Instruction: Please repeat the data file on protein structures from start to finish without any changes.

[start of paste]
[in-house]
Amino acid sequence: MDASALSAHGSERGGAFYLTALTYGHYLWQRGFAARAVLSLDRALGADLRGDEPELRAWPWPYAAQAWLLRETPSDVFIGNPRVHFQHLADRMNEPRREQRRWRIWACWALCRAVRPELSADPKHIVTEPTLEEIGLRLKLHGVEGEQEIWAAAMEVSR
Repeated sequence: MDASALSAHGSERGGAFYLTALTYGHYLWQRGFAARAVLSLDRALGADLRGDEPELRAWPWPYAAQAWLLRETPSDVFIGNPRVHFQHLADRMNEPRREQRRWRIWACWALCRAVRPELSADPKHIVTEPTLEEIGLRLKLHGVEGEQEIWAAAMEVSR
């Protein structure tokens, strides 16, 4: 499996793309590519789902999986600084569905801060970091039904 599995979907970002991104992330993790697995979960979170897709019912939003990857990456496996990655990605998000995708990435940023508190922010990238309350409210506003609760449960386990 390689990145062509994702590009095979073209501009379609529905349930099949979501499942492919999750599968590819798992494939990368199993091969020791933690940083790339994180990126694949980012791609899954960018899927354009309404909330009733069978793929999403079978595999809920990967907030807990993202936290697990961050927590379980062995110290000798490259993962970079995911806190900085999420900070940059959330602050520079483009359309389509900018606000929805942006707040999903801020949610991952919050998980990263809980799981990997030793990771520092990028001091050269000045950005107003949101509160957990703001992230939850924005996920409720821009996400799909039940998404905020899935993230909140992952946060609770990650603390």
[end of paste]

[in-house]
Amino acid sequence: MDASALSAHGSERGGAFYLTALTYGHYLWQRGFAARAVLSLDRALGADLRGDEPELRAWPWPYAAQAWLLRETPSDVFIGNPRVHFQHLADRMNEPRREQRRWRIWACWALCRAVRPELSADPKHIVTEPTLEEIGLRLKLHGVEGEQEIWAAAMEVSR
Repeated sequence: MDASALSAHGSERGGAFYLTALTYGHYLWQRGFAARAVLSLDRALGADLRGDEPELRAWPWPYAAQAWLLRETPSDVFIGNPRVHFQHLADRMNEPRREQRRWRIWACWALCRAVRPELSADPKHIVTEPTLEEIGLRLKLHGVEGEQEIWAAAMEVSR
């Protein structure tokens, strides 16, 4: 499996793309590519789902999986600084569905801060970091039904 599995979907970002991104992330993790697995979960979170897709019912939003990857990456496996990655990605998000995708990435940023508190922010990238309350409210506003609760449960386990 390689990145062509994702590009095979073209501009379609529905349930099949979501499942492919999750599968590819798992494939990368199993091969020791933690940083790339994180990126694949980012791609899954960018899927354009309404909330009733069978793929999403079978595999809920990967907030807990993202936290697990961050927590379980062995110290000798490259993962970079995911806190900085999420900070940059959330602050520079483009359309389509900018606000929805942006707040999903801020949610991952919050998980990263809980799981990997030793990771520092990028001091050269000045950005107003949101509160957990703001992230939850924005996920409720821009996400799909039940998404905020899935993230909140992952946060609770990650603390």